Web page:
For example, I have collected several examples of situations where people have said to me "what we need in this job is a librarian." They were non-librarians, and they were right. These are three pieces of evidence about what OTHER people think are the core skills of a librarian.

The same is true of the term library. People intuitively use the term library in relevant contexts. My posting on the Mousebrain Project indicates that there is public use of the word library which is often right, but wider than ours. A recent example is the Atlas of Living Australia, which is described as "a biodiversity search engine providing access to information held in biological collections in museums and public research institutes across the country" (there is also to be a "mouse phenomics network"). The Atlas is to be affialiated with the Encyclopedia of Life and the Biodiversity Heritage Library. These are digital libraries.

What do you think?

Tuesday, 14 August 2007

What do you call your staff?

Titles are very important, especially in universities, where they are often used instead of money as a means of rewarding people. They can often make people feel good about themselves. Although this leads to a steady title creep or title inflation, little harm may be done. The staff receive something which they value, and the university is able to stretch its budget a little further. The language is subtly and gradually changed, which is not necessarily a bad thing.

Thank you to those who have comments on the term title creep. Kim suggested that we should have simple and generic titles, and Andrew pointed out the interesting Information Consultant, Information Awareness and Literacy Services at the University of Melbourne. But he asked "Why not call a spade a spade?"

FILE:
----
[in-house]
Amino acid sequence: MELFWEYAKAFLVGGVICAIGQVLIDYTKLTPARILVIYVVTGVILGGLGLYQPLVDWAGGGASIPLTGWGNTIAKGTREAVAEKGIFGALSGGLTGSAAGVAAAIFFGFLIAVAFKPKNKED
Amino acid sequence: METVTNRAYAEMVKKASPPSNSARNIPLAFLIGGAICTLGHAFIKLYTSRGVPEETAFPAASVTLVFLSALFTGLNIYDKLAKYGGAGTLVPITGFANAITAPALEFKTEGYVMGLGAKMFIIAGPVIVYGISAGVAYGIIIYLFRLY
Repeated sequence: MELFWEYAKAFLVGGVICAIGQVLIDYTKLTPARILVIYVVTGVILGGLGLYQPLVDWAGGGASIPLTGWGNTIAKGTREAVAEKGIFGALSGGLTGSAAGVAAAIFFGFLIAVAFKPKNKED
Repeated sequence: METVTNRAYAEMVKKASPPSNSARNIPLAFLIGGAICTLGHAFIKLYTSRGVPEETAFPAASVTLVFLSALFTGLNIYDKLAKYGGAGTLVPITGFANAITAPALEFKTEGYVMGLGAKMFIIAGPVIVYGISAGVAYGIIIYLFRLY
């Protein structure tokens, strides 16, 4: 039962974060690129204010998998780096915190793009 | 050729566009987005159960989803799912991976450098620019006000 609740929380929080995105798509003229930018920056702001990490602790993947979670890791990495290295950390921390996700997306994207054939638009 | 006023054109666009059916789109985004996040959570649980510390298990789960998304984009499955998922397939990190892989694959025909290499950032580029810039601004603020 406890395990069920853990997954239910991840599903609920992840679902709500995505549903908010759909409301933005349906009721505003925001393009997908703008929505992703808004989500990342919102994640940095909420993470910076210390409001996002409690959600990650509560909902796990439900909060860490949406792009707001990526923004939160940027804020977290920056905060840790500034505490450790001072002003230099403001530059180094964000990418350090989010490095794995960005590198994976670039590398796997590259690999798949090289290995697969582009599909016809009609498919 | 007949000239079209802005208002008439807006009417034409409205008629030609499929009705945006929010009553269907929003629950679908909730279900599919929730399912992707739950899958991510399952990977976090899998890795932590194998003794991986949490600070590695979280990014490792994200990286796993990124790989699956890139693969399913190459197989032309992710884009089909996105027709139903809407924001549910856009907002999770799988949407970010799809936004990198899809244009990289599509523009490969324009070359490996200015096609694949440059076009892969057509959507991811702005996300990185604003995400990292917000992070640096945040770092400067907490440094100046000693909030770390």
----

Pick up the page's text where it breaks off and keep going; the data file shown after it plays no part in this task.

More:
My point in this post is that we can use titles to achieve benefits for our workforce, rather than aiming to use simple words to represent straightforward concepts - always a difficult process. The reason we do not always call a spade a spade is because we don't have to - language is rich and varied, always changing, and always accessible for a wide variety of purposes. We want our staff to feel good about their jobs. For our immediate environments (in my case, a university) titles carry meaning in ways other than the literal. I suspect that our customers rarely notice or care, but we do, and our peers in our working environment do.

So, we need nice titles. In the library world, including the university library world, we have experienced less title creep, and less exuberant proliferation of titles than in other areas. There is certainly title creep in the academic sphere - as Cullen Murphy suggests, most commonly as "the extension of restricted honorifics to an ever widening circle of claimants." Murphy suggests that the new discipline of managing the development of titles might be called exaltametrics.